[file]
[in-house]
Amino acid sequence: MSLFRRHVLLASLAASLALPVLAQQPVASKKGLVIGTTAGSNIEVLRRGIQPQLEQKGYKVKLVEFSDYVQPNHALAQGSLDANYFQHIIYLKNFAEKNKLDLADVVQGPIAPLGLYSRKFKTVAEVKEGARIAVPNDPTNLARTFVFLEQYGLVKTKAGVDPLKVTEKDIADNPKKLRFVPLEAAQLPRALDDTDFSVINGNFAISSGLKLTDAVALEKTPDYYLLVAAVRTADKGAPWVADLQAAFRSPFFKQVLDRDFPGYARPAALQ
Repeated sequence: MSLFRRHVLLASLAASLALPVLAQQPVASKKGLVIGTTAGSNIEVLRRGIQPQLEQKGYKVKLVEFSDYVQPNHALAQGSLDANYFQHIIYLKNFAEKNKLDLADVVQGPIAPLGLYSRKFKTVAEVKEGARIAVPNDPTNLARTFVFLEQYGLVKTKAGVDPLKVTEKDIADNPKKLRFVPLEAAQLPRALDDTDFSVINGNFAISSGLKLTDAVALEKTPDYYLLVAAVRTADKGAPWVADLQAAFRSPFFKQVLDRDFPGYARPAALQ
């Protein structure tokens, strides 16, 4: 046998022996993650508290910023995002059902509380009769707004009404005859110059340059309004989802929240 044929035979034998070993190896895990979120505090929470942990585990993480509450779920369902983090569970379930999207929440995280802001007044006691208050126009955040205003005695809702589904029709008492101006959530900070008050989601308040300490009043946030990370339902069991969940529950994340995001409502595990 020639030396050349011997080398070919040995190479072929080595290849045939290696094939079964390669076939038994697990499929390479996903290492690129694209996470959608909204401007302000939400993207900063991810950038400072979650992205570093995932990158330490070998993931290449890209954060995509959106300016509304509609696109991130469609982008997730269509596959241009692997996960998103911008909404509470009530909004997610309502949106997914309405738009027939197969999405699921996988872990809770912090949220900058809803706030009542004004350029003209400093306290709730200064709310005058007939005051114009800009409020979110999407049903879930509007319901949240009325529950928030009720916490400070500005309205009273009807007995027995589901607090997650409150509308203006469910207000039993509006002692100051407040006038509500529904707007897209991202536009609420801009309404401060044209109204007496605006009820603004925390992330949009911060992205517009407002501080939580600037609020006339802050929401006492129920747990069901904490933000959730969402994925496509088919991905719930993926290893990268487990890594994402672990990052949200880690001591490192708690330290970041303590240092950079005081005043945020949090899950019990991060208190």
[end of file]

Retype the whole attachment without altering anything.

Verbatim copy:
[in-house]
Amino acid sequence: MSLFRRHVLLASLAASLALPVLAQQPVASKKGLVIGTTAGSNIEVLRRGIQPQLEQKGYKVKLVEFSDYVQPNHALAQGSLDANYFQHIIYLKNFAEKNKLDLADVVQGPIAPLGLYSRKFKTVAEVKEGARIAVPNDPTNLARTFVFLEQYGLVKTKAGVDPLKVTEKDIADNPKKLRFVPLEAAQLPRALDDTDFSVINGNFAISSGLKLTDAVALEKTPDYYLLVAAVRTADKGAPWVADLQAAFRSPFFKQVLDRDFPGYARPAALQ
Repeated sequence: MSLFRRHVLLASLAASLALPVLAQQPVASKKGLVIGTTAGSNIEVLRRGIQPQLEQKGYKVKLVEFSDYVQPNHALAQGSLDANYFQHIIYLKNFAEKNKLDLADVVQGPIAPLGLYSRKFKTVAEVKEGARIAVPNDPTNLARTFVFLEQYGLVKTKAGVDPLKVTEKDIADNPKKLRFVPLEAAQLPRALDDTDFSVINGNFAISSGLKLTDAVALEKTPDYYLLVAAVRTADKGAPWVADLQAAFRSPFFKQVLDRDFPGYARPAALQ
């Protein structure tokens, strides 16, 4: 046998022996993650508290910023995002059902509380009769707004009404005859110059340059309004989802929240 044929035979034998070993190896895990979120505090929470942990585990993480509450779920369902983090569970379930999207929440995280802001007044006691208050126009955040205003005695809702589904029709008492101006959530900070008050989601308040300490009043946030990370339902069991969940529950994340995001409502595990 020639030396050349011997080398070919040995190479072929080595290849045939290696094939079964390669076939038994697990499929390479996903290492690129694209996470959608909204401007302000939400993207900063991810950038400072979650992205570093995932990158330490070998993931290449890209954060995509959106300016509304509609696109991130469609982008997730269509596959241009692997996960998103911008909404509470009530909004997610309502949106997914309405738009027939197969999405699921996988872990809770912090949220900058809803706030009542004004350029003209400093306290709730200064709310005058007939005051114009800009409020979110999407049903879930509007319901949240009325529950928030009720916490400070500005309205009273009807007995027995589901607090997650409150509308203006469910207000039993509006002692100051407040006038509500529904707007897209991202536009609420801009309404401060044209109204007496605006009820603004925390992330949009911060992205517009407002501080939580600037609020006339802050929401006492129920747990069901904490933000959730969402994925496509088919991905719930993926290893990268487990890594994402672990990052949200880690001591490192708690330290970041303590240092950079005081005043945020949090899950019990991060208190």